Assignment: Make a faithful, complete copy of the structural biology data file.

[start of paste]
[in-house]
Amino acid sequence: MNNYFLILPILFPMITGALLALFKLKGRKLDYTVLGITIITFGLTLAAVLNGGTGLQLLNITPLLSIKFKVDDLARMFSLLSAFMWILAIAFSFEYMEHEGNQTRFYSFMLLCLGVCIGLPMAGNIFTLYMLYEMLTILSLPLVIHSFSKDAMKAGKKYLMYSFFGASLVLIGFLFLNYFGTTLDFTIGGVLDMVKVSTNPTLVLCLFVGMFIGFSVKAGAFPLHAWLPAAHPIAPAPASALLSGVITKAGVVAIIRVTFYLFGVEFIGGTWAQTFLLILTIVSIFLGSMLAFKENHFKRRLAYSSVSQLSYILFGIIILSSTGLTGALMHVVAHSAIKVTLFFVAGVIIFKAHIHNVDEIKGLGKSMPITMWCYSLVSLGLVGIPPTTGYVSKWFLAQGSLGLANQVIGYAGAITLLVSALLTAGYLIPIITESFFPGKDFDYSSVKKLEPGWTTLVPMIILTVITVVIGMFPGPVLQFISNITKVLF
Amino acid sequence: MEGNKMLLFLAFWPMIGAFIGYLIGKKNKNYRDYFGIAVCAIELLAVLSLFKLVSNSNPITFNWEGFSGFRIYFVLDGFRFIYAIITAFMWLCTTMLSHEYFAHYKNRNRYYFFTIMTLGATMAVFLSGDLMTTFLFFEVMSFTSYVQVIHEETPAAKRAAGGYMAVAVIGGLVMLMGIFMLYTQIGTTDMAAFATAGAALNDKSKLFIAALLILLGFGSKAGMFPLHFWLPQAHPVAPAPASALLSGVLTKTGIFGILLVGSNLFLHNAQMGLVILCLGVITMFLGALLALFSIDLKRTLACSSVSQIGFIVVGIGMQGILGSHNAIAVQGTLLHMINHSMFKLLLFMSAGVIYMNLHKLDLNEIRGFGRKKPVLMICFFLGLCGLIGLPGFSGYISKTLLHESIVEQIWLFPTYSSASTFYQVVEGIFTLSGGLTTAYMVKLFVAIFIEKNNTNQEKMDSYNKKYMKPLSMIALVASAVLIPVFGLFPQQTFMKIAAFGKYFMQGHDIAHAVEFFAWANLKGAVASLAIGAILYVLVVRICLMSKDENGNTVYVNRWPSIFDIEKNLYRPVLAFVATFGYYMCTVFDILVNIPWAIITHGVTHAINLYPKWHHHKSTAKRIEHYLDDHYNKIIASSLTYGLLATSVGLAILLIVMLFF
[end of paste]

[in-house]
Amino acid sequence: MNNYFLILPILFPMITGALLALFKLKGRKLDYTVLGITIITFGLTLAAVLNGGTGLQLLNITPLLSIKFKVDDLARMFSLLSAFMWILAIAFSFEYMEHEGNQTRFYSFMLLCLGVCIGLPMAGNIFTLYMLYEMLTILSLPLVIHSFSKDAMKAGKKYLMYSFFGASLVLIGFLFLNYFGTTLDFTIGGVLDMVKVSTNPTLVLCLFVGMFIGFSVKAGAFPLHAWLPAAHPIAPAPASALLSGVITKAGVVAIIRVTFYLFGVEFIGGTWAQTFLLILTIVSIFLGSMLAFKENHFKRRLAYSSVSQLSYILFGIIILSSTGLTGALMHVVAHSAIKVTLFFVAGVIIFKAHIHNVDEIKGLGKSMPITMWCYSLVSLGLVGIPPTTGYVSKWFLAQGSLGLANQVIGYAGAITLLVSALLTAGYLIPIITESFFPGKDFDYSSVKKLEPGWTTLVPMIILTVITVVIGMFPGPVLQFISNITKVLF
Amino acid sequence: MEGNKMLLFLAFWPMIGAFIGYLIGKKNKNYRDYFGIAVCAIELLAVLSLFKLVSNSNPITFNWEGFSGFRIYFVLDGFRFIYAIITAFMWLCTTMLSHEYFAHYKNRNRYYFFTIMTLGATMAVFLSGDLMTTFLFFEVMSFTSYVQVIHEETPAAKRAAGGYMAVAVIGGLVMLMGIFMLYTQIGTTDMAAFATAGAALNDKSKLFIAALLILLGFGSKAGMFPLHFWLPQAHPVAPAPASALLSGVLTKTGIFGILLVGSNLFLHNAQMGLVILCLGVITMFLGALLALFSIDLKRTLACSSVSQIGFIVVGIGMQGILGSHNAIAVQGTLLHMINHSMFKLLLFMSAGVIYMNLHKLDLNEIRGFGRKKPVLMICFFLGLCGLIGLPGFSGYISKTLLHESIVEQIWLFPTYSSASTFYQVVEGIFTLSGGLTTAYMVKLFVAIFIEKNNTNQEKMDSYNKKYMKPLSMIALVASAVLIPVFGLFPQQTFMKIAAFGKYFMQGHDIAHAVEFFAWANLKGAVASLAIGAILYVLVVRICLMSKDENGNTVYVNRWPSIFDIEKNLYRPVLAFVATFGYYMCTVFDILVNIPWAIITHGVTHAINLYPKWHHHKSTAKRIEHYLDDHYNKIIASSLTYGLLATSVGLAILLIVMLFF